(April 9, 3:35 p.m.) A “sunscreen” for produce and other crops is attracting a wider following.



Purshade, which is sprayed on crops in the field, was introduced in 2008. Its reception since has been excellent, and more than 100 replicated third-party tests have shown how well it works, said David Cope, president and chief executive officer of Fremont, Calif.-based Purfresh Inc., makers of Purshade.



So well, in fact, it made Time magazine’s list of the top 50 inventions of 2008.



“Because of the changes we’re seeing in the climate, and an uncertain future for water availability, we’re seeing great uptick around the world,” Cope said.



Using what it calls Advanced Reflectance Technology — patent pending — Purshade reflects harmful wavelengths of ultraviolet and infrared light, while allowing transmission of enough light for photosynthesis, Cope said.



Purshade has performed well in trials on a variety of fruits and vegetables in the U.S., Australia, New Zealand, Chile, Argentina and other countries, he said.



“Anytime a plant is under stress, the product works quite well,” Cope said.



Australia has been a good test case for a wider application of Purshade than in the U.S., he said, given that the drought conditions Australian growers have suffered under in recent years are a likely harbinger of things to come in California.



Purshade has performed well in trials in Australia on mangoes, avocados, tomatoes and other commodities, Cope said.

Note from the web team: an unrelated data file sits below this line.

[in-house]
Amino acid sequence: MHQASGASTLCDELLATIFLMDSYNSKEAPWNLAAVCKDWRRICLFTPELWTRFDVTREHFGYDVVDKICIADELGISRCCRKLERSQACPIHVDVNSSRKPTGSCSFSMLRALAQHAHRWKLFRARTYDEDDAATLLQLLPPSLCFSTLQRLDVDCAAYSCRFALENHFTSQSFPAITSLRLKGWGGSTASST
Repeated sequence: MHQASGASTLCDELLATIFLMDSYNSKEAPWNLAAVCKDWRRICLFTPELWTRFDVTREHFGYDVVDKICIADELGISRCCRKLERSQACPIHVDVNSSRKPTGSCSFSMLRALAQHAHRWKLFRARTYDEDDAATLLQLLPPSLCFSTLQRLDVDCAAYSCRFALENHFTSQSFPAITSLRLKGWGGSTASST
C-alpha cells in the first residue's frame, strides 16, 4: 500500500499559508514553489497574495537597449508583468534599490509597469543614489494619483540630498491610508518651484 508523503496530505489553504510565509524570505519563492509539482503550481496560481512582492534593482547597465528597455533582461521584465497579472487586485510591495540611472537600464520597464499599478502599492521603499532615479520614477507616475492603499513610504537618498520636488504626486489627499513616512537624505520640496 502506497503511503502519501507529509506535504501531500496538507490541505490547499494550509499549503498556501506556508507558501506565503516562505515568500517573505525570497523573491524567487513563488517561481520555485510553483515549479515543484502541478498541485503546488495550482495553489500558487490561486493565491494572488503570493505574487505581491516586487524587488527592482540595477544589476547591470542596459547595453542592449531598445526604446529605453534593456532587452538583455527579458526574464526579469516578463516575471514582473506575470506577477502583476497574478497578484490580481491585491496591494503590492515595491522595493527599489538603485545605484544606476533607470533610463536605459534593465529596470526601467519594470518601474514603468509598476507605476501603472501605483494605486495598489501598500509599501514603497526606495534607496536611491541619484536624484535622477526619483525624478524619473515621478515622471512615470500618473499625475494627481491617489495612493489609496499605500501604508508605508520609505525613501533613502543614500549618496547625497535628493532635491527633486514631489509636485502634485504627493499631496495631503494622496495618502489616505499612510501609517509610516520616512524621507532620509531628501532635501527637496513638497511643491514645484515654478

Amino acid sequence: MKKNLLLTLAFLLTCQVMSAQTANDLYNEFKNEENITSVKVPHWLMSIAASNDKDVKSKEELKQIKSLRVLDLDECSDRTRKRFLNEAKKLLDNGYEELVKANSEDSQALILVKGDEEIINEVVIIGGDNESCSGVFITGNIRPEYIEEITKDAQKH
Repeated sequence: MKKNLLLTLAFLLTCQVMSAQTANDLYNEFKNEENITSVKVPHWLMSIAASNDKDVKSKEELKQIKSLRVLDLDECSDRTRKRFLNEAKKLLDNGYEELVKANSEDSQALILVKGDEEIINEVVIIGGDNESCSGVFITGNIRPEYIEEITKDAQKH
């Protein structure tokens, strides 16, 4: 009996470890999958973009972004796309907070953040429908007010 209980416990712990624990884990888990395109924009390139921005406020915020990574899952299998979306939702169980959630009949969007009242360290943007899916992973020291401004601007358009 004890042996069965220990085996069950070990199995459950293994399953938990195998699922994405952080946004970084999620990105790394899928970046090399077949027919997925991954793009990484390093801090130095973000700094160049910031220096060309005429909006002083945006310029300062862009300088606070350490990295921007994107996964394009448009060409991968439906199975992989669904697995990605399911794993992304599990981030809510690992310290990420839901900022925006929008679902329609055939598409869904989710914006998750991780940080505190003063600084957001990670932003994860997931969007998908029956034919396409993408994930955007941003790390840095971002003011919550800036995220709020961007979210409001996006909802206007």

In the U.S., the treatment has proven effective for melons, onions, peppers, tomatoes, walnuts, almonds and other commodities in California, and for apples and cherries in the Pacific Northwest.



Research done on melons treated with Purshade has shown significant increases in fruit size, Cope said. In one trial, the percentage of large honeydews increased from 12% to 18% of packout when fruit was treated with Purshade.



Walnuts, which are particularly sensitive to high temperatures, saw an 11% increase in yield of marketable meat when treated with Purshade. The incidence of sunburned walnuts fell from 7.5% to .5% when the solution was applied.



Purshade also has been used on cabbage, celery, citrus, cranberries, spinach, grapefruit and pineapples.

Purshade ‘sunscreen’ for produce generates buzz
Using what it calls Advanced Reflectance Technology — patent pending — Purshade reflects harmful wavelengths of ultraviolet and infrared light, while allowing transmission of enough light for photosynthesis, says David Cope, president and chief executive officer of Fremont, Calif.-based Purfresh Inc., makers of Purshade.



Courtesy SenaReider